Universities

Universities fear late Leaving Cert results could delay start of new academic year

Universities fear Leaving Cert results for more than 60,000 students will be released later than normal this year.

While results are traditionally released in mid-August, education sources say the decision to hold a second round of exams in July for Covid reasons could push results back to late August or early September.

A date for the release of the Leaving Cert 2022 results is expected to be announced shortly. The CAO’s first-round offers for college applicants are usually released a few days after the release of the exam results.

Higher education sources fear a delay in Leaving Cert results could force them to postpone the start of the new academic year for freshmen.

This, in turn, could lead to a rush for last-minute accommodation among freshmen.

Education circles are also concerned that a later results date could impact the academic hopes of thousands of students hoping to study abroad.

Leaving Cert exams are scheduled to begin June 8 and end June 28. An alternative series of Leaving Cert exams will take place shortly after, which will be limited to certain categories of students, such as those experiencing close family bereavement, Covid-19 disease and certain other serious illness categories. Strict eligibility criteria will apply to this emergency session.

The authorities will probably have to wait until they have the two sets of corrected exam results before publishing the results.

Additional choice

This summer will mark a result in traditional exams, although students will have additional choice and fewer questions. This is to accommodate Covid-related disruptions in the school year.

Education Minister Norma Foley said this year’s overall grades will be ‘no lower’ than last year’s record set of results.

This will be achieved by allowing the State Examinations Commission (SEC) to apply a “post-marking intervention”, which will increase the marks of all students, if necessary.

Separately, the SEC made direct appeals to principals to encourage teachers to work as examiners for Leaving Cert oral exams just weeks before they start.

Authorities are facing challenges hiring teachers this year due to a combination of the threat of Covid-19 and the need for more examiners on the basis that attrition rates are likely to increase. be much higher than normal.

The commission said it would continue to accept applications from teachers for positions as oral examiners in all subjects beyond the published closing dates and until exams start in three weeks.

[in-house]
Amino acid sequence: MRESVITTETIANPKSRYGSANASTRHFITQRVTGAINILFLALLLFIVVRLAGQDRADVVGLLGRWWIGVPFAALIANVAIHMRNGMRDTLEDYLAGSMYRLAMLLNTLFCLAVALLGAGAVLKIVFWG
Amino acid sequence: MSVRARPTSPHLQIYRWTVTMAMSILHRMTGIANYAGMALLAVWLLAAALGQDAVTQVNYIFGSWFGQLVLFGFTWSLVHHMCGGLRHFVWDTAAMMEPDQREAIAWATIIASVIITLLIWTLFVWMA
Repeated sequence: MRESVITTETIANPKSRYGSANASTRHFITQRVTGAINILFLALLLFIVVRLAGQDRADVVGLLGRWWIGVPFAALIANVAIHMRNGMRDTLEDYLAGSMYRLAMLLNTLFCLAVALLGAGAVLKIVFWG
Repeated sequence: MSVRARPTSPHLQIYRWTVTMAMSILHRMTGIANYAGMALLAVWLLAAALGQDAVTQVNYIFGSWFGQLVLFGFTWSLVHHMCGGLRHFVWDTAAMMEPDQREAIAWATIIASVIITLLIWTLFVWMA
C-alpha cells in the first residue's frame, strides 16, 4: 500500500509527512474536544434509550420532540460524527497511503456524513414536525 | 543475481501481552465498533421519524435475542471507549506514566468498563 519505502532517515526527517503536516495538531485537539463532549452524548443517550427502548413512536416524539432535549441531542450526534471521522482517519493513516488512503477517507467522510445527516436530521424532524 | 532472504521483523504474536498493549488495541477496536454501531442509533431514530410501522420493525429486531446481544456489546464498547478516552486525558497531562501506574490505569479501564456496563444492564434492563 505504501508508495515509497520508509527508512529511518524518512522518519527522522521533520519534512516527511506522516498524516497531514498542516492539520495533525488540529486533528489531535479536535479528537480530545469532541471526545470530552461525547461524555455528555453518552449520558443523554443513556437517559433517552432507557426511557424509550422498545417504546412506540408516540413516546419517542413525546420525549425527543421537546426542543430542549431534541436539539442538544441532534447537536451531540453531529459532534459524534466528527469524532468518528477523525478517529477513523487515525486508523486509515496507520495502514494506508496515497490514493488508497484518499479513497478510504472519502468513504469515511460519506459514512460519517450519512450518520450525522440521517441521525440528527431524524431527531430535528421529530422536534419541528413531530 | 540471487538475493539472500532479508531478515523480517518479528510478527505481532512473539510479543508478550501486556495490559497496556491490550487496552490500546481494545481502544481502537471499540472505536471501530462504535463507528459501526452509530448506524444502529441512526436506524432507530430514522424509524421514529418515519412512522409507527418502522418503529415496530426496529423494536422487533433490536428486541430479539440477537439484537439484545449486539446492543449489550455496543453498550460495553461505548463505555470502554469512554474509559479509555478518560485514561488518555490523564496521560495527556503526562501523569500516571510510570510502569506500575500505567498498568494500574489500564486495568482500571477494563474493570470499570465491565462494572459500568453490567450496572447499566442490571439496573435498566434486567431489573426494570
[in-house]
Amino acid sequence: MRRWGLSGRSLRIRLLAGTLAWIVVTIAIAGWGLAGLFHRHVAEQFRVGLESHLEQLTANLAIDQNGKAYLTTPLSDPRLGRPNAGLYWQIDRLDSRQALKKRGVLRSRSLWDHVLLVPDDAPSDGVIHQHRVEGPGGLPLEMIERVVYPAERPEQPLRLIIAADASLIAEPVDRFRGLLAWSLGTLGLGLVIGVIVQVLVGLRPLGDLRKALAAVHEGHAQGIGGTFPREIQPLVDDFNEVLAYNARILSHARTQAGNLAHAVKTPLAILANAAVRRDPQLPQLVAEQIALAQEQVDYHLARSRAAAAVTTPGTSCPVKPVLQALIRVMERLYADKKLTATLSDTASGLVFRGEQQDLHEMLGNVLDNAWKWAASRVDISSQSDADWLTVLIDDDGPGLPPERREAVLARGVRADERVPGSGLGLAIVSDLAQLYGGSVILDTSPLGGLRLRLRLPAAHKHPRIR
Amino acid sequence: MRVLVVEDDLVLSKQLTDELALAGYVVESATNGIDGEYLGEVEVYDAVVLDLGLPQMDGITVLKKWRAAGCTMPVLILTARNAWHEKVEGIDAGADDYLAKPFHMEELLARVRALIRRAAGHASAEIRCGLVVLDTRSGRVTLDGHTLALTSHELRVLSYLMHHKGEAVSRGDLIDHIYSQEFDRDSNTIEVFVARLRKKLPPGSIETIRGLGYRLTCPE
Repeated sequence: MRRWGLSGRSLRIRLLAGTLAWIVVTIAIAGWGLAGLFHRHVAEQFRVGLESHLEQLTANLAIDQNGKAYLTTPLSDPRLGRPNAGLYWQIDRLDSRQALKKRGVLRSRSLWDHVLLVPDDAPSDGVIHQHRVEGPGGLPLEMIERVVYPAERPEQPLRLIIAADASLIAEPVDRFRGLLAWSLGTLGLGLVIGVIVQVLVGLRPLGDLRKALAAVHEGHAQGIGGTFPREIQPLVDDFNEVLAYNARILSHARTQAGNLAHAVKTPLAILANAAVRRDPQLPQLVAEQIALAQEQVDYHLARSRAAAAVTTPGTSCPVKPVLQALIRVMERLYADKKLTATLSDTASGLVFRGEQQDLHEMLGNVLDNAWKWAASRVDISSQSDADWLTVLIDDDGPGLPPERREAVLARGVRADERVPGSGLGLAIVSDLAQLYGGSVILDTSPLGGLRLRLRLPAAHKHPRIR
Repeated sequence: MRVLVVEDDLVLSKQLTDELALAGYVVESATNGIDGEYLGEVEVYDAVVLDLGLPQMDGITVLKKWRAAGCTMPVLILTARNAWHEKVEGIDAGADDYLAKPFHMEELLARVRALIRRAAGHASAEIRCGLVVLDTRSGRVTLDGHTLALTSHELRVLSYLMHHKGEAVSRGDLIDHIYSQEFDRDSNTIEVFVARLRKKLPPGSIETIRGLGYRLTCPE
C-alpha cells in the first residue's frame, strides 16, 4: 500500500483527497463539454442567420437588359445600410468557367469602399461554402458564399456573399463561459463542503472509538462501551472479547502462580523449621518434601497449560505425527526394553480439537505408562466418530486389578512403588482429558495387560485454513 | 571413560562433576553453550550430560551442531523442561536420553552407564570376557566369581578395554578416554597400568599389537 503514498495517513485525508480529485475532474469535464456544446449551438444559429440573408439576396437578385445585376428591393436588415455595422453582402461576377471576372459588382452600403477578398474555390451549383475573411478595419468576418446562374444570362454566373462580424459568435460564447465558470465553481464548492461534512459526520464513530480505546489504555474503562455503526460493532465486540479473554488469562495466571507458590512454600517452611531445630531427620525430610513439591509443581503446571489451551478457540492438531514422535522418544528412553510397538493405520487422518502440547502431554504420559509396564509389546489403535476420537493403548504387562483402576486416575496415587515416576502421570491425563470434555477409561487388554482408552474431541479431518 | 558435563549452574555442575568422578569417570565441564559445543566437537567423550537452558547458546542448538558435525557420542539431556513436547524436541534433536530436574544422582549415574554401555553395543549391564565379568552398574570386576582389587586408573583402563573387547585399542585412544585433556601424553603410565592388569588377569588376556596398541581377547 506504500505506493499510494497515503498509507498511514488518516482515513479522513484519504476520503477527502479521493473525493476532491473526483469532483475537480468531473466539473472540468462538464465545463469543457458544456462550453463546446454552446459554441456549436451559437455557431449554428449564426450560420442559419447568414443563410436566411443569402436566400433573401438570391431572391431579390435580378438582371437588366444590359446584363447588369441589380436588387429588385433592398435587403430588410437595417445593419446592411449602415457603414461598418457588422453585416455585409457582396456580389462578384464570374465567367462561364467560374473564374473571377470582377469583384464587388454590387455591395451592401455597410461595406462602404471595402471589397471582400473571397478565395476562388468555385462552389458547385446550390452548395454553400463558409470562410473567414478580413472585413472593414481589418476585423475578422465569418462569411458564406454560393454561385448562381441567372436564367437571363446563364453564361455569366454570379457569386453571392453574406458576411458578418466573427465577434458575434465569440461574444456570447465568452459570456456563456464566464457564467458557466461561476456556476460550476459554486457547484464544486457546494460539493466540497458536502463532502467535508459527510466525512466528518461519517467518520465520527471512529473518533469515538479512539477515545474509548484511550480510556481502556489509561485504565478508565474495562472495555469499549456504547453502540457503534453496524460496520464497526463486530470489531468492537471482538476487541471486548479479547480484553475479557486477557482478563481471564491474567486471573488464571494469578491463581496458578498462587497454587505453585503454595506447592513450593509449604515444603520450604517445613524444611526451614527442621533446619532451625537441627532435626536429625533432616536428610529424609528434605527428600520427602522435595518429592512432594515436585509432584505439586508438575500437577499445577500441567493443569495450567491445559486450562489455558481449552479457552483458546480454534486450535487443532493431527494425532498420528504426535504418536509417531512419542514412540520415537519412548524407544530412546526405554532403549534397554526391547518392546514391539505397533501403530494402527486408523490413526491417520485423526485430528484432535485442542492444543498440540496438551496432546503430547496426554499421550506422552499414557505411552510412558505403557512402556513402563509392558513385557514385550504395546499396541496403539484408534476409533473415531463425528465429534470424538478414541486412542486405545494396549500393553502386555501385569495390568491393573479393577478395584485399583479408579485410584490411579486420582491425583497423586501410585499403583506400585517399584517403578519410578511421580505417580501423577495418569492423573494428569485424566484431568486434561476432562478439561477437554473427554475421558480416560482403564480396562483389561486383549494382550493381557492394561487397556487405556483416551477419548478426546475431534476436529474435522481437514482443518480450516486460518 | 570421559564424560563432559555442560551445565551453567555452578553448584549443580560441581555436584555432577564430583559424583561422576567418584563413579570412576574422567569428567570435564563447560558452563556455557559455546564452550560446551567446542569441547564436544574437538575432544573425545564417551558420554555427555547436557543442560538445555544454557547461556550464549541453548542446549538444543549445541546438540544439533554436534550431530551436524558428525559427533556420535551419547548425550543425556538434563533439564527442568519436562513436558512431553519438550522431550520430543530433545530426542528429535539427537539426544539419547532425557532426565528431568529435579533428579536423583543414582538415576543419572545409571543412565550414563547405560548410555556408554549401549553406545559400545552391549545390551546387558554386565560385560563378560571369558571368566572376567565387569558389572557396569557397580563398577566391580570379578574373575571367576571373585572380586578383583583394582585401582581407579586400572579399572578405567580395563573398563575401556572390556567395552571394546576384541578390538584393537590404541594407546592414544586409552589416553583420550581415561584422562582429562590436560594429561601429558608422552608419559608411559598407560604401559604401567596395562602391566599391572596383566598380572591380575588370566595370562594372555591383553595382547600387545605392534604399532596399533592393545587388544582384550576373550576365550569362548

Oral exams traditionally take place during school time, shortly before or after the Easter holidays.

This year, however, exams are to take place in schools during the first week of the Easter school holidays – April 9-14 – to minimize disruption to teachers and learning in schools.

Oral examinations will take place in Leaving Certificate Irish, French, German, Spanish, Italian, Russian and Japanese and, for the first time, in Mandarin Chinese, Polish, Lithuanian and Portuguese. The Leaving Cert music practical exam must also take place.

Authorities hope that in addition to the professional benefits of engaging in external examination work, higher pay rates this year will attract more applicants.

In addition to the “revised arrangement fee” of just under €223.93 for attending a training conference, teachers are paid €25.16 per applicant in most cases.

Travel costs and subsistence allowances for all contract agent posts are also covered.

The higher rates

Rates are also higher for the correction of written exams in the summer. In addition to the €223.93 fee to attend a digital grading conference, examiners must obtain an additional fee of €150 for 25 Leaving Certificate scripts and €75 for 25 Junior Cycle scripts. This translates to an additional €6 per Leaving Cert script and an additional €3 per Junior Cycle script, which will be paid on top of the normal subjects per script.

In addition to advertising to teachers, the SEC made direct appeals to principals for their support and assistance in encouraging their teachers to apply for this job.

All “suitably” qualified teachers are welcome to apply for exam positions. Examiners are selected based on their teaching and assessment experience and qualifications

Applicants must hold a postgraduate degree or equivalent; have recent teaching experience in the field concerned or in a related field; and be available to work full-time for the duration of the marking.